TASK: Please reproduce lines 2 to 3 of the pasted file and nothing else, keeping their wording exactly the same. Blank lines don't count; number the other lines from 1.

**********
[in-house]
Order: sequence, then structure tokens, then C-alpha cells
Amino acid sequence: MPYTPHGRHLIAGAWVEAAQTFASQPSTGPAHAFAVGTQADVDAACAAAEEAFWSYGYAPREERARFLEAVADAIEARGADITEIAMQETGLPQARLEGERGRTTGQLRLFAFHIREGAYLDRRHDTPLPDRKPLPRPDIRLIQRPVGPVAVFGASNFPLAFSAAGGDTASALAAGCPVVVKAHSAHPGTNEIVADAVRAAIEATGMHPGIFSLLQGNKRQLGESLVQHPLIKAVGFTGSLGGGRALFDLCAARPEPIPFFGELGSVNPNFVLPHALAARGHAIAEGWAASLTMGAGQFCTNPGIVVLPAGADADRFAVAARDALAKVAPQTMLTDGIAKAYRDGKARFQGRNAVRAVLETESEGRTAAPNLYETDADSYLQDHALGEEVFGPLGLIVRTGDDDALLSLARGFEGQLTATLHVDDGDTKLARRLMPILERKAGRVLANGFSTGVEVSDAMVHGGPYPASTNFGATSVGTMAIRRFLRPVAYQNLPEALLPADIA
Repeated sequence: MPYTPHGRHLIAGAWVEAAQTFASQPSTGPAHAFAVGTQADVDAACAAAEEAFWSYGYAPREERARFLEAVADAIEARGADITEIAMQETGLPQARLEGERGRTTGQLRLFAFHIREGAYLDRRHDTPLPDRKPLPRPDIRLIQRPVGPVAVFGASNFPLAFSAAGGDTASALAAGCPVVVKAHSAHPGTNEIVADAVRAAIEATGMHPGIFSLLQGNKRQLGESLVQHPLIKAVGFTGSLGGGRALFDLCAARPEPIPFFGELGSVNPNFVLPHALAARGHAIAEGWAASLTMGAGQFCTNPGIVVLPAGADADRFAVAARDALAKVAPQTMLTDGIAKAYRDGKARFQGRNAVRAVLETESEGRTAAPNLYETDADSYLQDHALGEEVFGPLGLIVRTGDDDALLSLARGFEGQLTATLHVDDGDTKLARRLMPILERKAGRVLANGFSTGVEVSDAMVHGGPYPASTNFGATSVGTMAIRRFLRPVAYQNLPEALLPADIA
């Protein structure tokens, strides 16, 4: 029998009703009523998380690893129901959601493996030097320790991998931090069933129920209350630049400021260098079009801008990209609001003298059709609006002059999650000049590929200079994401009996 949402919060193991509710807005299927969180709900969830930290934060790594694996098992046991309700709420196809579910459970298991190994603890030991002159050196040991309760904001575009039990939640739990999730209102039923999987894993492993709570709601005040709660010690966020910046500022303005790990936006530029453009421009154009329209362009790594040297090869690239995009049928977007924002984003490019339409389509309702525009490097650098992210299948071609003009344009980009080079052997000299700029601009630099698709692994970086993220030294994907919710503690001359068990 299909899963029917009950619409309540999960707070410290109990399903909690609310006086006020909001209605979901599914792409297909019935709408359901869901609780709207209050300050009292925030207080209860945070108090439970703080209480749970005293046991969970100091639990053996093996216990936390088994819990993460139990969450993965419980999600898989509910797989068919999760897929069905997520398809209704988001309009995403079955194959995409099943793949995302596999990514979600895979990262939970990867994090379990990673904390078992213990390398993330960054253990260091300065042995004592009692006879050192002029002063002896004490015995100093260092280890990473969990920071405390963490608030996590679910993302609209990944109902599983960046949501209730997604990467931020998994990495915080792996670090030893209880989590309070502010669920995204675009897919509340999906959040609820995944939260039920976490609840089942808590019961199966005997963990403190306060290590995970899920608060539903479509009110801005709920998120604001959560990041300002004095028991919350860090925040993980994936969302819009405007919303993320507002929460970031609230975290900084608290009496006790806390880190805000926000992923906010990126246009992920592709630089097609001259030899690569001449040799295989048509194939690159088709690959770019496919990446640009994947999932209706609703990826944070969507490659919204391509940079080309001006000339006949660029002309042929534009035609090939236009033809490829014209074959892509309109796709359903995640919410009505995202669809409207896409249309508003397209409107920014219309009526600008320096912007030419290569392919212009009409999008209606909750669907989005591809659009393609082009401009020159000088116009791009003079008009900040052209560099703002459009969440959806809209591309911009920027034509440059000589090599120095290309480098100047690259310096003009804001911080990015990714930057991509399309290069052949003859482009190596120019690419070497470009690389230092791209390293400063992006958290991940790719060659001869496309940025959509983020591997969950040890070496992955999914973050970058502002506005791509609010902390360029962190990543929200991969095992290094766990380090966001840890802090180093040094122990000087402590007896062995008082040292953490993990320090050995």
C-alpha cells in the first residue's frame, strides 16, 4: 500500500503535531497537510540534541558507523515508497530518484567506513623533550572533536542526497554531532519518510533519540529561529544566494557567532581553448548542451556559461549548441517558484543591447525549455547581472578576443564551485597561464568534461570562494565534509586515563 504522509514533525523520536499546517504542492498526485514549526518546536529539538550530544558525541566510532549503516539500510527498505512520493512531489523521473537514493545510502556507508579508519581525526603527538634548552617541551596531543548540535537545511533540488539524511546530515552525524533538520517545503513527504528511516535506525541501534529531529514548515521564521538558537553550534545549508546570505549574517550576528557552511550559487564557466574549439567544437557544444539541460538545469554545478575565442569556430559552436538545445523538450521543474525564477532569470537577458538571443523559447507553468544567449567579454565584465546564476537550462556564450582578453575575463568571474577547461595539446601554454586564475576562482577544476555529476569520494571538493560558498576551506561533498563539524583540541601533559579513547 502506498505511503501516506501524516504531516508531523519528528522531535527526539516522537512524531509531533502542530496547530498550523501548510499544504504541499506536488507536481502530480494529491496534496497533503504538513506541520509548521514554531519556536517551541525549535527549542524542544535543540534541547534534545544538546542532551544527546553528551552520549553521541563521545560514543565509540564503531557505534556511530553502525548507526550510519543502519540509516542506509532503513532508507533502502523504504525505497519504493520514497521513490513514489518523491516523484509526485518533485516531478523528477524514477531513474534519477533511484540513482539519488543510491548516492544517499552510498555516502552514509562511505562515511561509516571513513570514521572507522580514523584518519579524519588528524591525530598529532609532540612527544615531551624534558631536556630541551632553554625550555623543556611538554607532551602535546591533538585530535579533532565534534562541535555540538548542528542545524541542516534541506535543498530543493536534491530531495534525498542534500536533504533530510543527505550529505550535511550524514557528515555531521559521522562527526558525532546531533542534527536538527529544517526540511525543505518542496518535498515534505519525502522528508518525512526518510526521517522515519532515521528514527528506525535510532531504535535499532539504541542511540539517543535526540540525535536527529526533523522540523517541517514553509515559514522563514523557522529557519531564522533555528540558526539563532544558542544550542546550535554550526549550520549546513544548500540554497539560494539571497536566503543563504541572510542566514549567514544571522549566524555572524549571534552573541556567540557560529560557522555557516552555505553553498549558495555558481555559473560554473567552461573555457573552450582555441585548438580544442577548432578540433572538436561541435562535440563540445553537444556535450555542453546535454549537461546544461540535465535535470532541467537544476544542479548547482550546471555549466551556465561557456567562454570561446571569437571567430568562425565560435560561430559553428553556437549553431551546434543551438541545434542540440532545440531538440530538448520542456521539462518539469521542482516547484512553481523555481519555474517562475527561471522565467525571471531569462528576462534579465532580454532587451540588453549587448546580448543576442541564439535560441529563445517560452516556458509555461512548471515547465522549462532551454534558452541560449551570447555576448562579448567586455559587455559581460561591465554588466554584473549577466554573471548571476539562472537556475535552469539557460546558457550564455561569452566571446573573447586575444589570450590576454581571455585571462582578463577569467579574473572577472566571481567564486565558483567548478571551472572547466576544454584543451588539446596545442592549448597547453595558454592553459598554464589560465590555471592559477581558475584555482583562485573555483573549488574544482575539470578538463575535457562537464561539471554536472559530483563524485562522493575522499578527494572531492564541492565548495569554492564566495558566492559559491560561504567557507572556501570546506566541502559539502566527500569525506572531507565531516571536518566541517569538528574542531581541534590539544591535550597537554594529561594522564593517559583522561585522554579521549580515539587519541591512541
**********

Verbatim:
Order: sequence, then structure tokens, then C-alpha cells
Amino acid sequence: MPYTPHGRHLIAGAWVEAAQTFASQPSTGPAHAFAVGTQADVDAACAAAEEAFWSYGYAPREERARFLEAVADAIEARGADITEIAMQETGLPQARLEGERGRTTGQLRLFAFHIREGAYLDRRHDTPLPDRKPLPRPDIRLIQRPVGPVAVFGASNFPLAFSAAGGDTASALAAGCPVVVKAHSAHPGTNEIVADAVRAAIEATGMHPGIFSLLQGNKRQLGESLVQHPLIKAVGFTGSLGGGRALFDLCAARPEPIPFFGELGSVNPNFVLPHALAARGHAIAEGWAASLTMGAGQFCTNPGIVVLPAGADADRFAVAARDALAKVAPQTMLTDGIAKAYRDGKARFQGRNAVRAVLETESEGRTAAPNLYETDADSYLQDHALGEEVFGPLGLIVRTGDDDALLSLARGFEGQLTATLHVDDGDTKLARRLMPILERKAGRVLANGFSTGVEVSDAMVHGGPYPASTNFGATSVGTMAIRRFLRPVAYQNLPEALLPADIA